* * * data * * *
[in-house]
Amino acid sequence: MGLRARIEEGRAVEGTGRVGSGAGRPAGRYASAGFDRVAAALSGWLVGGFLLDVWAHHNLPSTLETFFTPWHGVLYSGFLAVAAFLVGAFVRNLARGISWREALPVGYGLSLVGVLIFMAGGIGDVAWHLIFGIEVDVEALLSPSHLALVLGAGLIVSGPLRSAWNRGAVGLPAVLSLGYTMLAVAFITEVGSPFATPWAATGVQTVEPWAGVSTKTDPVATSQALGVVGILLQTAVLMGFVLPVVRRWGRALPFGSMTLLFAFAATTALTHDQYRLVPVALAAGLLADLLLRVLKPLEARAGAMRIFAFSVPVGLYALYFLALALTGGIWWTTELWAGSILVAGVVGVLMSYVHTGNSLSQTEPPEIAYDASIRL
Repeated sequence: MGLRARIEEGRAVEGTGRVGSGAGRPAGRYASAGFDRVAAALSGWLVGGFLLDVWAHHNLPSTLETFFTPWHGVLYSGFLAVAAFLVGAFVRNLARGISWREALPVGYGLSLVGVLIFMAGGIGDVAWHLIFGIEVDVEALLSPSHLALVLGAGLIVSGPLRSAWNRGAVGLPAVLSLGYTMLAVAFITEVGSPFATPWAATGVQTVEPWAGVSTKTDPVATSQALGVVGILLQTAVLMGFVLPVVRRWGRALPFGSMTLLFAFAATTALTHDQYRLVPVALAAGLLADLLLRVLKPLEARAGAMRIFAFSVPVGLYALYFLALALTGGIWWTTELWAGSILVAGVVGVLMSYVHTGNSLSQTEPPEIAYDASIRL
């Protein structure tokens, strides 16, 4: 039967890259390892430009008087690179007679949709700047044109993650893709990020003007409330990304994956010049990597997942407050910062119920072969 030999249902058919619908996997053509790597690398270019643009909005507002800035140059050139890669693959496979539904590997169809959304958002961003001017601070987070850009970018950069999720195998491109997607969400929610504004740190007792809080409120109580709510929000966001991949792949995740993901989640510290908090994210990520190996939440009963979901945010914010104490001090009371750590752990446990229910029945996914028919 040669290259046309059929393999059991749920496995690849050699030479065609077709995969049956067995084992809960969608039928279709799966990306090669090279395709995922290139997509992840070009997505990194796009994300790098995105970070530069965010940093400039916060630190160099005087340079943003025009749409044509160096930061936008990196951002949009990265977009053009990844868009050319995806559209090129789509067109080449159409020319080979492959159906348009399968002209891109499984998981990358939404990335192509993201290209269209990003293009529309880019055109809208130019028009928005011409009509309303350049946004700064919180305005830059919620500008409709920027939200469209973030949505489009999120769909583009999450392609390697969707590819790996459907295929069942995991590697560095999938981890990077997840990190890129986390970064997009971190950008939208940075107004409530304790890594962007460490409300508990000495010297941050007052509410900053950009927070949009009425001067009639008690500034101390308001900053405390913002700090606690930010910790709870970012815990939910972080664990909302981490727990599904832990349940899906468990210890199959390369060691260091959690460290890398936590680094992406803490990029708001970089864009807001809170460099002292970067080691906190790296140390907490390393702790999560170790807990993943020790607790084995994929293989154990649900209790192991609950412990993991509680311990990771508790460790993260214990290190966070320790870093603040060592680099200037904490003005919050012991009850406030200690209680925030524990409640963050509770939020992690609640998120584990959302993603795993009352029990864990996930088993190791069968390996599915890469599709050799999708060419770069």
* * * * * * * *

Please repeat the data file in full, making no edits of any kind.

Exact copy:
[in-house]
Amino acid sequence: MGLRARIEEGRAVEGTGRVGSGAGRPAGRYASAGFDRVAAALSGWLVGGFLLDVWAHHNLPSTLETFFTPWHGVLYSGFLAVAAFLVGAFVRNLARGISWREALPVGYGLSLVGVLIFMAGGIGDVAWHLIFGIEVDVEALLSPSHLALVLGAGLIVSGPLRSAWNRGAVGLPAVLSLGYTMLAVAFITEVGSPFATPWAATGVQTVEPWAGVSTKTDPVATSQALGVVGILLQTAVLMGFVLPVVRRWGRALPFGSMTLLFAFAATTALTHDQYRLVPVALAAGLLADLLLRVLKPLEARAGAMRIFAFSVPVGLYALYFLALALTGGIWWTTELWAGSILVAGVVGVLMSYVHTGNSLSQTEPPEIAYDASIRL
Repeated sequence: MGLRARIEEGRAVEGTGRVGSGAGRPAGRYASAGFDRVAAALSGWLVGGFLLDVWAHHNLPSTLETFFTPWHGVLYSGFLAVAAFLVGAFVRNLARGISWREALPVGYGLSLVGVLIFMAGGIGDVAWHLIFGIEVDVEALLSPSHLALVLGAGLIVSGPLRSAWNRGAVGLPAVLSLGYTMLAVAFITEVGSPFATPWAATGVQTVEPWAGVSTKTDPVATSQALGVVGILLQTAVLMGFVLPVVRRWGRALPFGSMTLLFAFAATTALTHDQYRLVPVALAAGLLADLLLRVLKPLEARAGAMRIFAFSVPVGLYALYFLALALTGGIWWTTELWAGSILVAGVVGVLMSYVHTGNSLSQTEPPEIAYDASIRL
């Protein structure tokens, strides 16, 4: 039967890259390892430009008087690179007679949709700047044109993650893709990020003007409330990304994956010049990597997942407050910062119920072969 030999249902058919619908996997053509790597690398270019643009909005507002800035140059050139890669693959496979539904590997169809959304958002961003001017601070987070850009970018950069999720195998491109997607969400929610504004740190007792809080409120109580709510929000966001991949792949995740993901989640510290908090994210990520190996939440009963979901945010914010104490001090009371750590752990446990229910029945996914028919 040669290259046309059929393999059991749920496995690849050699030479065609077709995969049956067995084992809960969608039928279709799966990306090669090279395709995922290139997509992840070009997505990194796009994300790098995105970070530069965010940093400039916060630190160099005087340079943003025009749409044509160096930061936008990196951002949009990265977009053009990844868009050319995806559209090129789509067109080449159409020319080979492959159906348009399968002209891109499984998981990358939404990335192509993201290209269209990003293009529309880019055109809208130019028009928005011409009509309303350049946004700064919180305005830059919620500008409709920027939200469209973030949505489009999120769909583009999450392609390697969707590819790996459907295929069942995991590697560095999938981890990077997840990190890129986390970064997009971190950008939208940075107004409530304790890594962007460490409300508990000495010297941050007052509410900053950009927070949009009425001067009639008690500034101390308001900053405390913002700090606690930010910790709870970012815990939910972080664990909302981490727990599904832990349940899906468990210890199959390369060691260091959690460290890398936590680094992406803490990029708001970089864009807001809170460099002292970067080691906190790296140390907490390393702790999560170790807990993943020790607790084995994929293989154990649900209790192991609950412990993991509680311990990771508790460790993260214990290190966070320790870093603040060592680099200037904490003005919050012991009850406030200690209680925030524990409640963050509770939020992690609640998120584990959302993603795993009352029990864990996930088993190791069968390996599915890469599709050799999708060419770069």